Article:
Green bonds

  • Today, green bonds help companies tap money from specialized funds focused on climate change.
    • As of now, 120 institutional investors from nine countries have joined the Institutional Investors’ Group on Climate Change.
    • Also, over 1,500 institutions are signatories to the United Nations’ Principles for Responsible Investments.
      • Sovereign funds like GIC, Abu Dhabi Investment Authority, and multilateral agencies such as International Monetary Fund, International Finance Corp. and Asian Development Bank, among others, are proactively channeling funds to invest in green sustainable projects.
    • These global institutions believe in growing responsibly and, hence, are committing funds to mitigate the impact of climate change and avail business opportunities associated with the transition to a lower-carbon society and economy.
    • According to the International Energy Association, to limit climate change to 2 degrees, CO2 emissions must fall by 70% in aggregate by 2050 in Asia. For this to fructify, emissions from the power industry, for example, should reduce by 85%.

Green bonds in India

  • India’s green bonds market is still nascent.
    • The country’s first green bonds were issued as recently as 2015.
    • Cumulatively, India has raised over $6 billion via green bonds, of which one third were issued in 2017.
  • China was the top green bonds issuer in 2017 with a 22% share, followed by the US (13%) in the $120 billion global market.
    • Green bond issuances in Asia are likely to cross $600 billion over the next five years.
    • Demand for green financing continues to be high from international investors and it is in India’s interest to develop a strong green financing ecosystem.
  • In India, banks and non-banking financial companies have traditionally been the primary sources of green infrastructure funding. But they have a limited appetite for long-term debt due to asset-liability mismatch.
    • Also, the current regulatory restrictions allow insurance companies and pension funds to invest only in AAA-rated bonds.
    • This regulatory framework should change in order to provide a fillip for green bond issuances.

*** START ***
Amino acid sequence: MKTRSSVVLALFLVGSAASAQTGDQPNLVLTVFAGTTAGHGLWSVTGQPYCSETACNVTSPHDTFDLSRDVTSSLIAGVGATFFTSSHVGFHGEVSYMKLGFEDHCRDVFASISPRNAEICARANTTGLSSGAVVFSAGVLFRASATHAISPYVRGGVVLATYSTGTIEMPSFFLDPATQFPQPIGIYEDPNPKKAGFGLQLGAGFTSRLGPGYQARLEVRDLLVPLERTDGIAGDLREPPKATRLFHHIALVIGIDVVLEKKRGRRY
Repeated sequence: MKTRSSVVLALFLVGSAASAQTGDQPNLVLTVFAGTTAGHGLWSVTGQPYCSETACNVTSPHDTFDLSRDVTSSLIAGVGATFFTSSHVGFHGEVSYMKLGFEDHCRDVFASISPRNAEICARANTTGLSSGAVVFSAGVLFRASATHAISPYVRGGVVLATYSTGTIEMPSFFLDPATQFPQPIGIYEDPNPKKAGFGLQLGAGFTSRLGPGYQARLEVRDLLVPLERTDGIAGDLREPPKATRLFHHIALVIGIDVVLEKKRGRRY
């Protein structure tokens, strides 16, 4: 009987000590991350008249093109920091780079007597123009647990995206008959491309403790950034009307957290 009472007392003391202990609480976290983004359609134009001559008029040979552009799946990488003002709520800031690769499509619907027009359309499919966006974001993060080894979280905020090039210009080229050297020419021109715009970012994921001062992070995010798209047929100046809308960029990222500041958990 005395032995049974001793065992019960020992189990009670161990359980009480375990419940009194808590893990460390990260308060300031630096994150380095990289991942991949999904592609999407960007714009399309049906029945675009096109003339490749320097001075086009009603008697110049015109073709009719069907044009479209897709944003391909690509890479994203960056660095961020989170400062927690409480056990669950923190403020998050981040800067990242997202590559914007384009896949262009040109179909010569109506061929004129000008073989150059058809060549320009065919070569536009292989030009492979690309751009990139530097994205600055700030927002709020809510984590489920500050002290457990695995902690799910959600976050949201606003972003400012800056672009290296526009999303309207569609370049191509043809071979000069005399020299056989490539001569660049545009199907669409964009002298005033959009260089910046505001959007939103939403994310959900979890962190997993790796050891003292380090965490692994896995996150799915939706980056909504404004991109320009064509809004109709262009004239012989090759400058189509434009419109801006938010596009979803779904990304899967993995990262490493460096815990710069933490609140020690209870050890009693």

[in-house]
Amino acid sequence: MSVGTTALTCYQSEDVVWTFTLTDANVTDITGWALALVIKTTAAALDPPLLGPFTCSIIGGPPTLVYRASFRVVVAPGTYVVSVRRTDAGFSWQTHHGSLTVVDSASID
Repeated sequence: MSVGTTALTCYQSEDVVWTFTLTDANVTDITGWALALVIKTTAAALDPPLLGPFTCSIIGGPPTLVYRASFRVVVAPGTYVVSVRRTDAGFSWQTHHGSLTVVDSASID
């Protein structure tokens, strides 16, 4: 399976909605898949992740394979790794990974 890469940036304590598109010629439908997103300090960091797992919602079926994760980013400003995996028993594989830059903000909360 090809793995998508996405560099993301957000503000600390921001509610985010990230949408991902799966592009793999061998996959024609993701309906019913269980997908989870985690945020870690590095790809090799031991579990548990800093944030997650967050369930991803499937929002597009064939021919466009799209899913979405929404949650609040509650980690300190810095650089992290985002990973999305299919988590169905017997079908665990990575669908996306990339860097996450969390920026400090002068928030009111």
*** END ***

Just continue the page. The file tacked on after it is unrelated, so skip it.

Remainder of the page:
• To deepen the green bonds markets in India, the government should actively consider making them tax-free.
    • Tapped astutely, the Smart Cities project can attract huge capital from these bonds.
    • A conducive and transparent regulatory environment can unlock the full potential of green financial strategies in India, helping the country achieve its Paris Climate Accord targets.

Conclusion

  • The status of energy sector in India has been highly uneven and the scope of reforms in many areas still exist. There is a need for a comprehensive energy policy.
  • Subjects such as need for unified energy policy, requirement of seismic data sets and encouragement of biofuels, improving gas supplies, setting up of gas hub and regulatory issues were discussed.
  • India’s rising energy demands and the need to connect millions who are still without power will not be possible only through intermittent renewable energy and phasing out coal power units.
  • A major shift towards renewable energy will render some thermal power plants idle and investment in these plants will be wasted as it no longer will be possible to recover any returns from them.

Additional info

International Energy Agency (IEA)

  • The International Energy Agency (IEA) is a Paris-based autonomous intergovernmental organization.
  • It was established in the framework of the Organisation for Economic Co-operation and Development (OECD) in 1974 in the wake of the 1973 oil crisis.
  • The IEA was initially dedicated to responding to physical disruptions in the supply of oil, as well as serving as an information source on statistics about the international oil market and other energy sectors.
  • Member states: Only the OECD member states can become members of the IEA.
    • Except for Chile, Iceland, Israel, and Slovenia, all OECD member states are members of the IEA.
    • IEA member countries are required to maintain total oil stock levels equivalent to at least 90 days of the previous year’s net imports.
  • Associate Member: In March 2017, after a series of intensive consultations with all the relevant ministries, India joined the IEA as an association country.

Mains question

  • “Demand for green financing continues to be high from international investors and it is in India’s interest to develop a strong green financing ecosystem.” Discuss.